McConnell vows Senate will vote on 20-week abortion ban
© Francis Rivera

Senate Majority Leader Mitch McConnellAddison (Mitch) Mitchell McConnellTrump's legal team huddles with Senate Republicans Schumer briefs Democrats on impeachment trial 'mechanics' Trump legal team gears up for Senate impeachment trial in meeting with GOP senators MORE pledged Friday that legislation to ban abortions after 20 weeks of pregnancy would get a vote in the upper chamber. 

"A bill that protects life after 20 weeks in the womb, a bill that in the past in the Senate couldn't even get a hearing, I promise you will be getting a vote," the Republican leader said in an address at the Faith and Freedom Coalition Conference in Washington. 

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Sen. Lindsey GrahamLindsey Olin GrahamTrump's legal team huddles with Senate Republicans GOP member urges Graham to subpoena Schiff, Biden phone records Trump legal team gears up for Senate impeachment trial in meeting with GOP senators MORE (R-S.C.), who is running for president, introduced the legislation earlier this month. The House passed similar legislation last month.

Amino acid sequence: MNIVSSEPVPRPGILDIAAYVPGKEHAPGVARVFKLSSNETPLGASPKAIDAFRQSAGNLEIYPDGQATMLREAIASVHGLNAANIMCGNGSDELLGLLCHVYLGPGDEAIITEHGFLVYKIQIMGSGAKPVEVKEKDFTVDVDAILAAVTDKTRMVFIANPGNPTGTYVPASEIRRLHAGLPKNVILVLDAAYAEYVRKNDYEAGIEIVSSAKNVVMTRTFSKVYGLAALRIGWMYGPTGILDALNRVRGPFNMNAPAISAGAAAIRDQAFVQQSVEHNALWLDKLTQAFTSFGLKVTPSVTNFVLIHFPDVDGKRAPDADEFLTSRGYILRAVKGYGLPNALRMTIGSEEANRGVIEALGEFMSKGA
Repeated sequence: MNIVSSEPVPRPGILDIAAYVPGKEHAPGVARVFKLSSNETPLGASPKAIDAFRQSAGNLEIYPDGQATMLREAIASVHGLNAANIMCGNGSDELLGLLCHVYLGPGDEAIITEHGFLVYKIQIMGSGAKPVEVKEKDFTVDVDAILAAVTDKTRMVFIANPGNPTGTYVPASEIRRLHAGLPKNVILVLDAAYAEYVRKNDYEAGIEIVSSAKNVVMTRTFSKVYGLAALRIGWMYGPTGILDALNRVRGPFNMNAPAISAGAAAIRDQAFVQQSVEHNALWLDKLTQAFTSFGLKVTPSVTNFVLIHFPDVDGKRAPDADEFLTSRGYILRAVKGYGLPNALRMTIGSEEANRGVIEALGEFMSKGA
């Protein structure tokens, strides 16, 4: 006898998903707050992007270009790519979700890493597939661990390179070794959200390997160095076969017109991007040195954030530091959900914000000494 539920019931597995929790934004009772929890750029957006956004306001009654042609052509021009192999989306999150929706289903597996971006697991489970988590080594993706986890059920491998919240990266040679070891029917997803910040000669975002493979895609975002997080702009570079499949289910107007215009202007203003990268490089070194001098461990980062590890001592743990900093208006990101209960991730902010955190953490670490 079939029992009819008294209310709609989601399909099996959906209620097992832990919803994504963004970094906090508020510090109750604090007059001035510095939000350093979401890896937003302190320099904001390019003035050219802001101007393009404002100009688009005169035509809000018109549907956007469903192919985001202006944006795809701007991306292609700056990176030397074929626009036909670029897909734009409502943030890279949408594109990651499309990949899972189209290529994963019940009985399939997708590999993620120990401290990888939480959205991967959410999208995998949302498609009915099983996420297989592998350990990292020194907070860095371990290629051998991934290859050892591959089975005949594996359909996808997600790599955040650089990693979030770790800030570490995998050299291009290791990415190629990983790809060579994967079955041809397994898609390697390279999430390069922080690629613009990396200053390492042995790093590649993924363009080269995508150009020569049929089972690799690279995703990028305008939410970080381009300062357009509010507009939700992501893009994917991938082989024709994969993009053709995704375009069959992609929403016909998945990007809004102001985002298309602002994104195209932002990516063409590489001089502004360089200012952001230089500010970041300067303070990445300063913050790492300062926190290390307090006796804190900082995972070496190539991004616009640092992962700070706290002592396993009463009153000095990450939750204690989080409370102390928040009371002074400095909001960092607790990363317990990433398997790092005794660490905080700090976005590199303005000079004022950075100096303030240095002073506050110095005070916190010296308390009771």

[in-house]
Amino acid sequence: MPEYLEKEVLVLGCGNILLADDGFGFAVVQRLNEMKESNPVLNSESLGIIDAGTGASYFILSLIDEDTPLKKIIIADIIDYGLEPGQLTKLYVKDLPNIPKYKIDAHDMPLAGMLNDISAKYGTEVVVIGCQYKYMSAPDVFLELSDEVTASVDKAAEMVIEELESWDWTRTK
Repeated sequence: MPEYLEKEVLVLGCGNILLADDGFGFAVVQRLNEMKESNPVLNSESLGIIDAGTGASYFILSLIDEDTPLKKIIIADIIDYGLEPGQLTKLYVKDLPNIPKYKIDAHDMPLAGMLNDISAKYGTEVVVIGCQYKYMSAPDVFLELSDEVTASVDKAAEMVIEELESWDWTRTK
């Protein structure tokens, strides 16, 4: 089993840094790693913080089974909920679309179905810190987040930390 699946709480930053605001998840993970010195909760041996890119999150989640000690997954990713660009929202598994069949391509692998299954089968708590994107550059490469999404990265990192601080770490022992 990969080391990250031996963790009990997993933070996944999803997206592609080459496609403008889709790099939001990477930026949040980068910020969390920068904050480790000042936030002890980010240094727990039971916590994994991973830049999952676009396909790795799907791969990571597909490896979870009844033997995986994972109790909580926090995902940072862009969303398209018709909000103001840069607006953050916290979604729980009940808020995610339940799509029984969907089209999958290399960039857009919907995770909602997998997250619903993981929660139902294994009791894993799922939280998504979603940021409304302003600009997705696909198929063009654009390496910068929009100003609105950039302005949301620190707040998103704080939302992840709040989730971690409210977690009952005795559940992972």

McConnell, who didn't specify a timeline for bringing up the measure, said the bill is "not only good news for pro-lifers, it's good news for the entire country." 

"It's about time we begin the process of putting America into the ranks of most other civilized countries by protecting unborn children after 20 weeks in the womb. It's high time we did that," he added. "I don't know about you but I think we're failing as a country if the best thing we can offer to a scared young mom to be is a referral to Planned Parenthood." 

While McConnell promised to bring a bill up for a vote, it faces an uphill path to clearing the Senate and would likely face a veto threat from President Obama 

The Senate bill so far has 45 co-sponsors — all Republicans. Missing from the list of supporters are Sens. Kelly AyotteKelly Ann AyotteGOP fears Trump backlash in suburbs Trump makes rare trip to Clinton state, hoping to win back New Hampshire Key endorsements: A who's who in early states MORE (R-N.H.) and Mark KirkMark Steven KirkWhy Republicans are afraid to call a key witness in the impeachment inquiry Ex-Rep. Duffy to join lobbying firm BGR Bottom Line MORE (R-Ill.), both of whom are up for reelection in blue-leaning states, as well more moderate Republicans, including Sen. Susan CollinsSusan Margaret CollinsSenate confirms Trump pick labeled 'not qualified' by American Bar Association Republicans raise concerns over Trump pardoning service members Collins opposes Trump's district court pick MORE (R-Maine.)

Senate Republicans are having to play defense on 24 Senate seats during next year's election, and a vote for the legislation could be used against vulnerable Republicans. 

Graham brushed aside the potential political fallout, telling reporters earlier this month: "Don’t get in politics if you don’t want to talk about things like this.”